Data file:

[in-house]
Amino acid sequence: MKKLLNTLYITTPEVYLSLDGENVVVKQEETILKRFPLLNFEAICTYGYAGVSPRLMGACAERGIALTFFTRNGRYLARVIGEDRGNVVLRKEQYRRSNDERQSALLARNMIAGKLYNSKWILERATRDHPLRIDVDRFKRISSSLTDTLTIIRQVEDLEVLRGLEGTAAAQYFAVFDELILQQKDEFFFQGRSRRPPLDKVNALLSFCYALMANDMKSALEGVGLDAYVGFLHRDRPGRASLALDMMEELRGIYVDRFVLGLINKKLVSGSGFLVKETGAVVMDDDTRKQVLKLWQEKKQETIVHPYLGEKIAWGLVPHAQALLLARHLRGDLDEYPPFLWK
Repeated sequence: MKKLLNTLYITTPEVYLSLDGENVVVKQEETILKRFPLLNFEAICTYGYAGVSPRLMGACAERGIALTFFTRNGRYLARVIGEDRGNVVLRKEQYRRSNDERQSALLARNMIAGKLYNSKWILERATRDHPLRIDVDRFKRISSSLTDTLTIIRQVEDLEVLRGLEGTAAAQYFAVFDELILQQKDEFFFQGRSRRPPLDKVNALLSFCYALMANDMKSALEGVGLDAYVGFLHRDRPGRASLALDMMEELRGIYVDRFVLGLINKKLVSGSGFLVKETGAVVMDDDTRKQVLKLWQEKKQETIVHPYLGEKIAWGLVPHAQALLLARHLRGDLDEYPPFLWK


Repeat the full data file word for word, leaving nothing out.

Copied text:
[in-house]
Amino acid sequence: MKKLLNTLYITTPEVYLSLDGENVVVKQEETILKRFPLLNFEAICTYGYAGVSPRLMGACAERGIALTFFTRNGRYLARVIGEDRGNVVLRKEQYRRSNDERQSALLARNMIAGKLYNSKWILERATRDHPLRIDVDRFKRISSSLTDTLTIIRQVEDLEVLRGLEGTAAAQYFAVFDELILQQKDEFFFQGRSRRPPLDKVNALLSFCYALMANDMKSALEGVGLDAYVGFLHRDRPGRASLALDMMEELRGIYVDRFVLGLINKKLVSGSGFLVKETGAVVMDDDTRKQVLKLWQEKKQETIVHPYLGEKIAWGLVPHAQALLLARHLRGDLDEYPPFLWK
Repeated sequence: MKKLLNTLYITTPEVYLSLDGENVVVKQEETILKRFPLLNFEAICTYGYAGVSPRLMGACAERGIALTFFTRNGRYLARVIGEDRGNVVLRKEQYRRSNDERQSALLARNMIAGKLYNSKWILERATRDHPLRIDVDRFKRISSSLTDTLTIIRQVEDLEVLRGLEGTAAAQYFAVFDELILQQKDEFFFQGRSRRPPLDKVNALLSFCYALMANDMKSALEGVGLDAYVGFLHRDRPGRASLALDMMEELRGIYVDRFVLGLINKKLVSGSGFLVKETGAVVMDDDTRKQVLKLWQEKKQETIVHPYLGEKIAWGLVPHAQALLLARHLRGDLDEYPPFLWK